Canadian Bulldog: Tazz. The Human Suplex Machine literally started 2020 on January 1st as a guest commentator on AEW Dynamite. From there, he became a regular part of the commentary team for the very-underrated AEW Dark, and built a stable of bruisers that harkens back to the days of The Heenan Family. But the best part of Tazz's 2020 comeback is that, after years of floating around in WWE, TNA and even the podcasting world, he seems to have found the perfect fit within All Elite Wrestling.

Mike RickardAubrey Edwards. Who would think that a referee could become a personality in their own right without a heel referee storyline? Aubrey has been a capable referee, but one who reminds me of legendary referee Tommy Young for the ability to make matches better without making themselves the focus of the match. Her podcast with Tony Schiavone has been a pleasant surprise too.

Stu Stone: Pat McAfee. From what I saw of NXT in 2020, all eyes were on Pat McAfee and rightfully so. He arguably cuts the best promo on the brand and a transition to full time in ring performer has to be imminent for 2021 and beyond.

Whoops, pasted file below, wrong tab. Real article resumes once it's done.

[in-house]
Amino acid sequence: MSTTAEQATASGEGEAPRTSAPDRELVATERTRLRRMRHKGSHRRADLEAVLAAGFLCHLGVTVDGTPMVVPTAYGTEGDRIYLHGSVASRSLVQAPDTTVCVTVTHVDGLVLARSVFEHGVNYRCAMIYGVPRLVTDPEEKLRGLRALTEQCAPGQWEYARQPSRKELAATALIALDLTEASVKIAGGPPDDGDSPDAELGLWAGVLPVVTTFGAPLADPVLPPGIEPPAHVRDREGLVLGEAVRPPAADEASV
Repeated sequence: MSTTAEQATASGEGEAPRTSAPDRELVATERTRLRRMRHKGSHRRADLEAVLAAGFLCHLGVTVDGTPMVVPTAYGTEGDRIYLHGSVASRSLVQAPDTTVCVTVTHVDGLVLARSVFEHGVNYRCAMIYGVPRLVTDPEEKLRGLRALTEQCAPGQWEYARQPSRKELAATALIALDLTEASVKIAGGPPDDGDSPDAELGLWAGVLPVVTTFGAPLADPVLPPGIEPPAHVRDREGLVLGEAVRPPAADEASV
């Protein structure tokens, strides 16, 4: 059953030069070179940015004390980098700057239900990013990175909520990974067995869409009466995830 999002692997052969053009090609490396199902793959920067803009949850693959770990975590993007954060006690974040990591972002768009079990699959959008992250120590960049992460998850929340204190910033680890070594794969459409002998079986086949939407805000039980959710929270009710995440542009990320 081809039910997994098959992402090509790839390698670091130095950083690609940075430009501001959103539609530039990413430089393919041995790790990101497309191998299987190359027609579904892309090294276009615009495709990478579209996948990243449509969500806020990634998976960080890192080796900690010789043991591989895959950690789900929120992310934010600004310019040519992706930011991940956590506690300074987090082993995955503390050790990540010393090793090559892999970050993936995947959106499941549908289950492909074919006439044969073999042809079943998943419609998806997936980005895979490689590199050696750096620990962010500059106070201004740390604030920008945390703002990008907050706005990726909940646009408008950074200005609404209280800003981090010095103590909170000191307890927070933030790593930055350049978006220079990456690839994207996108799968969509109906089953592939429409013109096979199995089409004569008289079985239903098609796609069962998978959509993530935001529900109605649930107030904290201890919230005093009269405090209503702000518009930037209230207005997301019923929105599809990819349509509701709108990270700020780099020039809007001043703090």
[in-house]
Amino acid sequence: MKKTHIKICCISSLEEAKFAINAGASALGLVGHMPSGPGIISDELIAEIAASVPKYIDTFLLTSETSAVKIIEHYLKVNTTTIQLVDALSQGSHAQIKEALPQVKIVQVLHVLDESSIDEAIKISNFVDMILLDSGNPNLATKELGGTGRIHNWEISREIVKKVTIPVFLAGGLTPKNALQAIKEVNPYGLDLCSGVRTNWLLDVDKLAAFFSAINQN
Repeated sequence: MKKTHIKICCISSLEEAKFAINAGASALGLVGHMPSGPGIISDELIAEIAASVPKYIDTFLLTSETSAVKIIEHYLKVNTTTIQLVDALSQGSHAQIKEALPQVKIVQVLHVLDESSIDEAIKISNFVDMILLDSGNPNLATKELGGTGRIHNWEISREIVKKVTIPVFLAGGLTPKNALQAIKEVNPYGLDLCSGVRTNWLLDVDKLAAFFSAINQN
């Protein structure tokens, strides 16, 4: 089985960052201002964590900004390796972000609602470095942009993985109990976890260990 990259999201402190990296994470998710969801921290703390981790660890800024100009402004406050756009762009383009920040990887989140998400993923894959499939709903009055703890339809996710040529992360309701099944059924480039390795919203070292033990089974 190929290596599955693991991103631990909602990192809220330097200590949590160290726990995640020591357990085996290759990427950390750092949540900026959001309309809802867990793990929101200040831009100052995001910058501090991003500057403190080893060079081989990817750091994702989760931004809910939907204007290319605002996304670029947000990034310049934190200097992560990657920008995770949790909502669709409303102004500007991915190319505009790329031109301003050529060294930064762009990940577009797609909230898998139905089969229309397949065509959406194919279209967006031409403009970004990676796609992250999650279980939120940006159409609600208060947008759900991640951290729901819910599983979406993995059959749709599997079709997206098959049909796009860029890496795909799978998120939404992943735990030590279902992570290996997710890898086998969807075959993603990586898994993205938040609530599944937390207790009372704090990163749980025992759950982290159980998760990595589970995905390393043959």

Previous Non-Wrestler Of The Year Winners

Rivalry Of The Year

Adam ZimmermanAEW vs WWE. I don't think any given wrestlers could have as hot of a rivalry as these two companies are having right now. It's always intriguing to see what's going to happen next. It really gives me a late-90s WWF vs WCW vibe, which is nice.

The Big Rybowski: Edge vs. Randy Orton. I hate to beat the Randy Orton drum to death here, but my favourite feud this year was Randy Orton vs. Edge. I loved the promo work and it ended with a classic match.

Canadian Bulldog: Edge vs. Randy Orton. This is a feud that would have seemed impossible even a year ago due to Edge's early retirement. But when you consider that these two created an epic rivalry almost out of thin air, then managed to build on it until Edge was injured again AND the fact that they're likely going to lock up again in 2021... that makes for a really impressive feud.